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Slow Tests, Mismanagement and Mistrust: How Israel Got Thrashed by Second Coronavirus Wave

Israel navigated well through its first coronavirus wave. This is why it failed to prevent a second one

Ido Efrati
Ido Efrati
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A coronavirus drive-through testing station in Jerusalem, July 4, 2020.
A coronavirus drive-through testing station in Jerusalem, July 4, 2020.Credit: Ohad Zwigenberg
Ido Efrati
Ido Efrati

The past few weeks have shown just how fast the coronavirus can get out of control if you stop paying attention to it, even briefly.

In mid-April, when the economy was still largely shut down, there was a turnaround in the incidence of infection. The number of people recovering exceeded the number of new patients, and the latter figure was around 300 per day and dropping. The number of patients needing ventilators, which stood at 114 on April 20, was also falling.

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A few days later, most hospitals closed their coronavirus wards due to lack of patients. And in May, Israel began exiting lockdown.

The public, the political leadership and the healthcare system were all optimistic, sometimes to the point of apathy. Israel looked like one of the most successful countries in coping with the coronavirus.

The lockdown imposed in March exacted an enormous personal and economic price from Israelis. Over a million people were unemployed, and many industries shut down completely.

But Israelis were told this had to be done to “flatten the curve,” prevent the healthcare system from collapsing and buy time to get organized. And they cooperated.

Over the past few days, however, the number of new patients has soared and the number of severely ill patients has risen steadily. In hindsight, several factors over the past two months contributed to this sharp deterioration.

Not breaking the chain of infection

An effective system of breaking the chain of infection is one of two essential tools for avoiding lockdowns amid the coronavirus (the other is public compliance with social distancing and mask-wearing rules). Such a system enables outbreaks to be contained quickly and keeps them from spreading.

An effective system involves several elements – identifying patients, contact tracing, quarantines and testing. But Israel’s system remains ineffective.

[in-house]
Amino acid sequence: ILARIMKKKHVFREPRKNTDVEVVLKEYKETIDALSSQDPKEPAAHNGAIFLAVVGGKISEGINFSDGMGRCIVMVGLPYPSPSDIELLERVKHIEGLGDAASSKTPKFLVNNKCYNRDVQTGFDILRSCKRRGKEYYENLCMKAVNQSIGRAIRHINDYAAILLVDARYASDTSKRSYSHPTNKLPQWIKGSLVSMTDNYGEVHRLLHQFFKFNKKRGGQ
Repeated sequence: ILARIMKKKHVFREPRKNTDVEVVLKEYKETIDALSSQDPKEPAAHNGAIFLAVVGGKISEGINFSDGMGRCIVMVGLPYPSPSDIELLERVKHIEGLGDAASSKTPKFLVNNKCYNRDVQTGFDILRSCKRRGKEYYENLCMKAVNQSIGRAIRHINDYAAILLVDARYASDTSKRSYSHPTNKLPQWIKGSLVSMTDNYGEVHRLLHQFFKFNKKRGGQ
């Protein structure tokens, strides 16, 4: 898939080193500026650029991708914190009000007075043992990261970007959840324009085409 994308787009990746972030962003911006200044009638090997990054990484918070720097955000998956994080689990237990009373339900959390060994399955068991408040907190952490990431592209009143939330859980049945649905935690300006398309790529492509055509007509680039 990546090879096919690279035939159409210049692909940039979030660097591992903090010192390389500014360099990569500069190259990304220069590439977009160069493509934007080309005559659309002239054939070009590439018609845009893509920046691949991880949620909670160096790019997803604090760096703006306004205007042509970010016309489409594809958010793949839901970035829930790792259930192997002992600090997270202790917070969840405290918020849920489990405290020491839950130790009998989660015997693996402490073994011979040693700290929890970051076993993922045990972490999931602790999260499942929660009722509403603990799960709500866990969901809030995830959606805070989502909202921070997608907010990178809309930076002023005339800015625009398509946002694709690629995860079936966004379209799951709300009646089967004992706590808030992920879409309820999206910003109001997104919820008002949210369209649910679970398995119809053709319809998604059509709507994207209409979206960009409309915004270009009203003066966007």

Very few nurses have been assigned to do contact tracing, and they aren’t well coordinated. Last week, the Health Ministry’s director of public health services, Prof. Siegal Sadetzki, and Director General Hezi Levy demanded funding to hire another 200 nurses, administrative workers and doctors.

Moreover, the newly created contact tracing center hasn’t yet received the necessary authority. Consequently, it takes six days or more to trace a patient’s contacts, far from the goal of 24 to 48 hours.

Some people are never even informed that they had contact with an infected person. Others are told to quarantine, but must wait a long time to be tested, or to get the results.

Reopening schools too quickly

In mid-May, Prime Minister Benjamin Netanyahu announced that schools would reopen fully for all grades, scrapping the previous system in which teachers and students studied in small groups to limit their exposure to the virus. Days later, due to a heat wave, Health Minister Yuli Edelstein scrapped the rule that students must wear masks – thereby undermining a lengthy effort by the ministry to convince Israelis that mask-wearing was important.

Other countries that reopened schools did so gradually and restricted classes to small groups. But Israel’s decision to reopen schools fully helped spark a new coronavirus outbreak.

The Gymnasia Rehavia high school in Jerusalem was the first to record new cases; within a few weeks, hundreds of schools had closed due to the virus. These school outbreaks also helped the virus spread elsewhere.

Testing only after a week

From the beginning, the small number of daily coronavirus tests and the strict criteria for being tested have been criticized. With great effort, the Health Ministry finally managed to increase the number of daily tests, which is now approaching 25,000.

Rapid testing is essential to break the chain of infection. But until very recently, the ministry said people in quarantine should be tested only four to seven days after having contact with a confirmed patient.

Only on May 31 did Edelstein say that even people with no symptoms should be tested if they were quarantined for contact with a patient, and only one June 22 did Sadetzki order the health maintenance organizations to test people within 48 hours of their being quarantined.

Thus until then, many carriers, some of them asymptomatic, were spreading the virus for a long time before they were identified. The same is true for all the people with whom they had contact.

A widespread outbreak

Over the past two weeks, the coronavirus has becoming increasingly widespread; the outbreak is no longer confined to certain localities. Thus the plan for local containment has collapsed.